Sleeping in a car is very thirsty work! My mouth was parched, and looking at the menu I couldn't wait for that Twinings Earl Grey tea - I knew it would do the trick. I was so impressed with the old silver tea set, and can I tell you? I had THREE lovely cups of tea out of that! We had home-made chicken pies and salad for lunch, and Stacey had a spinach Quiche - very tasty indeed!
After we had enjoyed our time around the table, we decided to go and have a look at the Little Church which was situated at the end of the garden, round about where the Cosmos were blooming!
In 1925, a young man called Llandaff Matthew was killed in a rock fall at a mine near Dundee in Natal, where he worked. He died a hero, saving trapped miners. The fact that this little church only seats 8 is no accident - this is the number of lives that Llandaff saved. His grief-stricken, widowed father wanted to have his son's life and heroice death commemorated with a plaque in the Catholic Church in Ladysmith. He was denied this, so he decided to build his own little church to his son's memory, modelling it on a wing of the Cardiff Cathedral in Wales. A year after his son's death, he joined the priesthood. This little church is a fully consecrated Catholic church and is the only privately owned Catholic church in the world. A regular service is held there once a month!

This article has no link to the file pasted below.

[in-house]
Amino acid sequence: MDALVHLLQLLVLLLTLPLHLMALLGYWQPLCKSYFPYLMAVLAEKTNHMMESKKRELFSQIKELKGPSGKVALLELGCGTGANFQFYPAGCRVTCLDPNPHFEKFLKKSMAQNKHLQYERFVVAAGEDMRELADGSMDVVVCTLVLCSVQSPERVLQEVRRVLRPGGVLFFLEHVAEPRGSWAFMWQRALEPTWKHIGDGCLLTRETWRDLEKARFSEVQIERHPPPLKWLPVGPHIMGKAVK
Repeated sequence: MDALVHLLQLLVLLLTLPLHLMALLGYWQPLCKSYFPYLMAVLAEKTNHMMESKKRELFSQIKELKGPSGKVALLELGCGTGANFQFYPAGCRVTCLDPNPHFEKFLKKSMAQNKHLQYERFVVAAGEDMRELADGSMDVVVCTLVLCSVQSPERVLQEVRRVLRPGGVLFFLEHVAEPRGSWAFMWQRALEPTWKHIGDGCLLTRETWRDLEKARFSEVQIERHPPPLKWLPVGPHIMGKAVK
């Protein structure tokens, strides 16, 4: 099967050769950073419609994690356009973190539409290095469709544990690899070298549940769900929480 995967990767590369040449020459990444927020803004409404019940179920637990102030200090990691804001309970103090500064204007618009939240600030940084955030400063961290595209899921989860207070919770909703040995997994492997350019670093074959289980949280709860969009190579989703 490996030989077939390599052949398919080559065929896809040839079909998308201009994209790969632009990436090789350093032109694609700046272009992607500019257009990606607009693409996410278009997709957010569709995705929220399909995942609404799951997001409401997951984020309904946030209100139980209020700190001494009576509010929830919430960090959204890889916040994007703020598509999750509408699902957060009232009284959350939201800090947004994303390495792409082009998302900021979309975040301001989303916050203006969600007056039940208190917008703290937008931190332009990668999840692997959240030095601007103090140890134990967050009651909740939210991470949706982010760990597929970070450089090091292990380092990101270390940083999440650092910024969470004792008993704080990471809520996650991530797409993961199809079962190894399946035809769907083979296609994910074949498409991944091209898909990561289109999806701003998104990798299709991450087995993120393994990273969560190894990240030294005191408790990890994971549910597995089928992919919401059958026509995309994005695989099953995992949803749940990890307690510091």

A shrine to the memory of Mary, Jesus' mother
A stained glass window
The garden is surrounded by oak trees and there are some old graves at the bottom of the yard. I did not see the grave of Llandaff, as I don't think he was buried there, but there were some with the surname Matthews. One grave in particular did not have a date on it, but I found it quite beautiful in it's "oldness" and I wonder who, or what this soldier was doing up there. He might have fought in the Anglo-Boer war, but the church was built after that so I am not sure. It fascinated me though ...
We left the Little Church feeling refreshed and ready to continue our journey. My last look at the garden, were these huge old oak trees and I couldn't help wondering what tales they could tell!